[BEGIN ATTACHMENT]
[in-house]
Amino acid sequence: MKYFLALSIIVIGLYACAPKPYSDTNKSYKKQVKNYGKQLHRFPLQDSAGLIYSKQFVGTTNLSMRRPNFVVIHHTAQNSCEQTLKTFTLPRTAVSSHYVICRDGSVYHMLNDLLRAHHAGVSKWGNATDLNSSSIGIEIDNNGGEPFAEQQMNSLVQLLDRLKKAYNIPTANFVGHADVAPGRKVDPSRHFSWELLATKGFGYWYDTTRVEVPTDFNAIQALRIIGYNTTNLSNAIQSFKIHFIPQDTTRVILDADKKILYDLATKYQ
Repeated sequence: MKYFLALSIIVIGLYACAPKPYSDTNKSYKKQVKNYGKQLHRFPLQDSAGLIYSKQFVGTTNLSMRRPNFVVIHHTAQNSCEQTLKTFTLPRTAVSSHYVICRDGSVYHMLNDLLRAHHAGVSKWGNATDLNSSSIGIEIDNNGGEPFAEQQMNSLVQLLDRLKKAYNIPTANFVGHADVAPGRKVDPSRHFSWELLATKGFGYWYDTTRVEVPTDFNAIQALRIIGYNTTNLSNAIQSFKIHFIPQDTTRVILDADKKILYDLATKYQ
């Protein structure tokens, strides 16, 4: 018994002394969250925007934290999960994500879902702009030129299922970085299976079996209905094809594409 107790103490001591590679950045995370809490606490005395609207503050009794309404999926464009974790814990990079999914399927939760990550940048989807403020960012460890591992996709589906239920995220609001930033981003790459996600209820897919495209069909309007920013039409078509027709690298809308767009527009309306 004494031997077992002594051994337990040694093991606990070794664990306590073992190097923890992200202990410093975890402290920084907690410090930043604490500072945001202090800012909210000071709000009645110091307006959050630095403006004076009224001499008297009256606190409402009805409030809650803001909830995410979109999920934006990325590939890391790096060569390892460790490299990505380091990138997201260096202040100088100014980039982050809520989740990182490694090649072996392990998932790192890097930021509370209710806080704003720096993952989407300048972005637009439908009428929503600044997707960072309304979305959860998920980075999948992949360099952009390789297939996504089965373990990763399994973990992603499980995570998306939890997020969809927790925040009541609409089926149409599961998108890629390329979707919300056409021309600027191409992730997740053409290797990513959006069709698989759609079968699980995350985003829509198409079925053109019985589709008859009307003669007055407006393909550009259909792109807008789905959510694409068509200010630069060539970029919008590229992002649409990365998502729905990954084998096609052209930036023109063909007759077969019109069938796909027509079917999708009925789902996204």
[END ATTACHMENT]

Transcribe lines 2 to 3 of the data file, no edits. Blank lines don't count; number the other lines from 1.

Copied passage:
Amino acid sequence: MKYFLALSIIVIGLYACAPKPYSDTNKSYKKQVKNYGKQLHRFPLQDSAGLIYSKQFVGTTNLSMRRPNFVVIHHTAQNSCEQTLKTFTLPRTAVSSHYVICRDGSVYHMLNDLLRAHHAGVSKWGNATDLNSSSIGIEIDNNGGEPFAEQQMNSLVQLLDRLKKAYNIPTANFVGHADVAPGRKVDPSRHFSWELLATKGFGYWYDTTRVEVPTDFNAIQALRIIGYNTTNLSNAIQSFKIHFIPQDTTRVILDADKKILYDLATKYQ
Repeated sequence: MKYFLALSIIVIGLYACAPKPYSDTNKSYKKQVKNYGKQLHRFPLQDSAGLIYSKQFVGTTNLSMRRPNFVVIHHTAQNSCEQTLKTFTLPRTAVSSHYVICRDGSVYHMLNDLLRAHHAGVSKWGNATDLNSSSIGIEIDNNGGEPFAEQQMNSLVQLLDRLKKAYNIPTANFVGHADVAPGRKVDPSRHFSWELLATKGFGYWYDTTRVEVPTDFNAIQALRIIGYNTTNLSNAIQSFKIHFIPQDTTRVILDADKKILYDLATKYQ